In 1985, Italian artist Alberto Burri commenced work on the massive Grande Cretto, a poured concrete sculpture memorializing the central Sicilian mountain town of Gibellina, which had been destroyed by a massive earthquake during the 1960s. The project was finally completed in 2015. The layout of the Grande Cretto mimics (and is built directly over) … Read moreMemorial Land Art: Alberto Burri’s “Grande Cretto”
Here’s a short CBS presentation on the revival of gardening in “cradle graves” at The Woodlands Cemetery in Philadelphia. Established during the mid-19th century, The Woodlands was part of the rural cemetery trend, in which landscaped, tree-lined graveyards established on the edges of cities provided welcome respite from urban noise and pollution. Rural cemeteries became … Read moreGrave Gardening at the Woodlands Cemetery
Leslie Ann Epperson’s 2015 documentary (trailer above) examines the history, personalities, logistics and guiding ethos of Tucson’s acclaimed All Souls Procession. This secular and notably artistic remembrance of death and celebration of life dates back to the year 1990 and has grown from strength to strength – a recent count estimated well over 150,000 participants … Read more“Many Bones, One Heart” – a Documentary on Tucson’s All Souls Procession
VICE reporter Yuka Uchida investigates the practice of “Well Dying” or “Near Death” simulations in South Korea, wherein participants experience a ritual “death” – including the writing of final letters to loved ones and a symbolic burial – in order to gain perspective on their lives.
Audio as the Realm of the Dead was a 2007 site-specific memento mori sound art project by Victoria Estok: Created as a gift to those who recognize Roosevelt, NJ as their home, this one day sound installation allowed the dead to be heard again and the listener to enter into a realm of shared memory deep … Read more“Audio as the Realm of the Dead”
Here is Allison Elizabeth Solso’s 2015 dissertation on the theme of “vernacular memorials”; the often-temporary shrines constructed by bereaved families and friends at the sites of often-violent deaths. An excerpt: My relationship to these spaces was always confused, even as I did my best to maintain respect and some modicum of decorum. The need to … Read more“Beyond Memento Mori: Understanding American Religions Through Roadside Shrines”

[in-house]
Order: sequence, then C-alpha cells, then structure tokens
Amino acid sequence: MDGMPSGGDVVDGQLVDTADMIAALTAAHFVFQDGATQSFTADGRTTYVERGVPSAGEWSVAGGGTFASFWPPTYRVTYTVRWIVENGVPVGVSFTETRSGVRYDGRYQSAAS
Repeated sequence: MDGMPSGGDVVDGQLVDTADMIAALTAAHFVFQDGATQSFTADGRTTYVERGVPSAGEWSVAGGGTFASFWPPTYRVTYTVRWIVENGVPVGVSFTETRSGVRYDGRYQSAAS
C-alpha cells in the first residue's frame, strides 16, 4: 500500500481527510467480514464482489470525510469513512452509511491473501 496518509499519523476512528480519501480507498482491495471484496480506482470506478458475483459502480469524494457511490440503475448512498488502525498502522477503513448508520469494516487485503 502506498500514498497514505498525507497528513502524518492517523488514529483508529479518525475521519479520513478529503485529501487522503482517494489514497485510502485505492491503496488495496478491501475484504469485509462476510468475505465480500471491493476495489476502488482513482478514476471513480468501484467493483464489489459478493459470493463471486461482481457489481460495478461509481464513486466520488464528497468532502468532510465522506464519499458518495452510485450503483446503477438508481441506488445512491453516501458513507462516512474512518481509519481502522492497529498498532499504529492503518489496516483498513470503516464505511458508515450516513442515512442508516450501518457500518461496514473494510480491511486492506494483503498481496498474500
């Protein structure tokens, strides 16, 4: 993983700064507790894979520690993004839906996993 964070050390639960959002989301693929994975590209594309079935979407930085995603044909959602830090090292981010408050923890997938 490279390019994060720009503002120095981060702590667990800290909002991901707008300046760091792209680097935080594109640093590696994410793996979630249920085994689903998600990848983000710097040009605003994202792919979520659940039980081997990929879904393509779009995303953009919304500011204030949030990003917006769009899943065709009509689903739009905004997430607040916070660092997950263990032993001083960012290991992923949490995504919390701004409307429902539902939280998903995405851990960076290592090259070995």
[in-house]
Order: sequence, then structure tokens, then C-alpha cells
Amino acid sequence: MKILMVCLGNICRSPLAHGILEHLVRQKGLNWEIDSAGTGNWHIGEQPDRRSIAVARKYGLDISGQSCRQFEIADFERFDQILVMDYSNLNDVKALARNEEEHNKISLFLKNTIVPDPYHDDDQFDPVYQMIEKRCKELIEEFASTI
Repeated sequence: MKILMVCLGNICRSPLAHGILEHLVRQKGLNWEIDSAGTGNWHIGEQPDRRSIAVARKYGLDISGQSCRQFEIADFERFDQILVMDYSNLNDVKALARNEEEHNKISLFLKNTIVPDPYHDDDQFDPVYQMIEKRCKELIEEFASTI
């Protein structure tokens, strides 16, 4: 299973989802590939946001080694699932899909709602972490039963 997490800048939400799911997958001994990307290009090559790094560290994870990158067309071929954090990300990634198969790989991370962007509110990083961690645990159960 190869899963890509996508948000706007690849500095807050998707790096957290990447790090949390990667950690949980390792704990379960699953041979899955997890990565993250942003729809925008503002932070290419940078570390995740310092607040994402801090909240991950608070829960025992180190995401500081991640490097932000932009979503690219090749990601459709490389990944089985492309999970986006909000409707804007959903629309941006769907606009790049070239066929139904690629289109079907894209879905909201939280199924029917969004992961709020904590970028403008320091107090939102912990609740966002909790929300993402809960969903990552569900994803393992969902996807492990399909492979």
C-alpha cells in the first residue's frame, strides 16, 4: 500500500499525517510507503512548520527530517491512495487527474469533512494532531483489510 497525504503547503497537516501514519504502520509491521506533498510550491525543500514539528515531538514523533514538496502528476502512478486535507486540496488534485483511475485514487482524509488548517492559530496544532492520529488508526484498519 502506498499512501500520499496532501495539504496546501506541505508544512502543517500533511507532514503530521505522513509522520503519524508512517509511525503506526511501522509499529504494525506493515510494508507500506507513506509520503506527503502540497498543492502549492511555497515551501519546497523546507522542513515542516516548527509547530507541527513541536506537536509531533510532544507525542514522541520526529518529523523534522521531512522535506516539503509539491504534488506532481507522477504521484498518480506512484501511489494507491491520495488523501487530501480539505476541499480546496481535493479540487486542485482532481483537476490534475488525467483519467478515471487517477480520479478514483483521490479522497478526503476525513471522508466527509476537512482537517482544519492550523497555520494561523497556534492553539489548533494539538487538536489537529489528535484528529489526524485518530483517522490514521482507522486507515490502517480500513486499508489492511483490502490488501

By Tony Wolf Several years after staging The New Danse Macabre in Wellington, New Zealand, I had become part of the regular faculty of the Stamping Ground Festival of Dance and the Action Arts in Bellingen, Australia. Stamping Ground was the brainchild of veteran dancer/ choreographer Peter Stock, who wanted to encourage greater participation in … Read moreThe New Danse Macabre at Stamping Ground (2003)
The practice of thanatocentric pilgrimage is too often reduced to tacky “ghost tours” and their “true-crime” equivalent. Fortunately, the Atlas Obscura offers this open-ended list of alternative, off-the-beaten-track memento mori destinations, from Harry Houdini’s grave in Queens, NYC to the Shah-i-Zinda Necropolis in Uzbekistan.
A short 2014 documentary on the history of (and modern practice of creative memorial at) London’s once-forgotten Cross Bones Graveyard. Since the time this video was produced, there have been considerable developments in connection with Cross Bones. Check out the Friends of Cross Bones website for much, much more on this poignant and inspiring story.
By Tony Wolf My background is in the entertainment industry as a choreographer and sometime-director, with an extracurricular “minor” in ritual. I’ve always been interested in the intersection of creativity, history and psychology, and in the ways those disciplines play out in public celebrations. I was also deeply dissatisfied with the mainstream modern, Western approaches … Read moreThe New Danse Macabre: How and Why I Created a Death-Positive Performance for a 1998 Arts Festival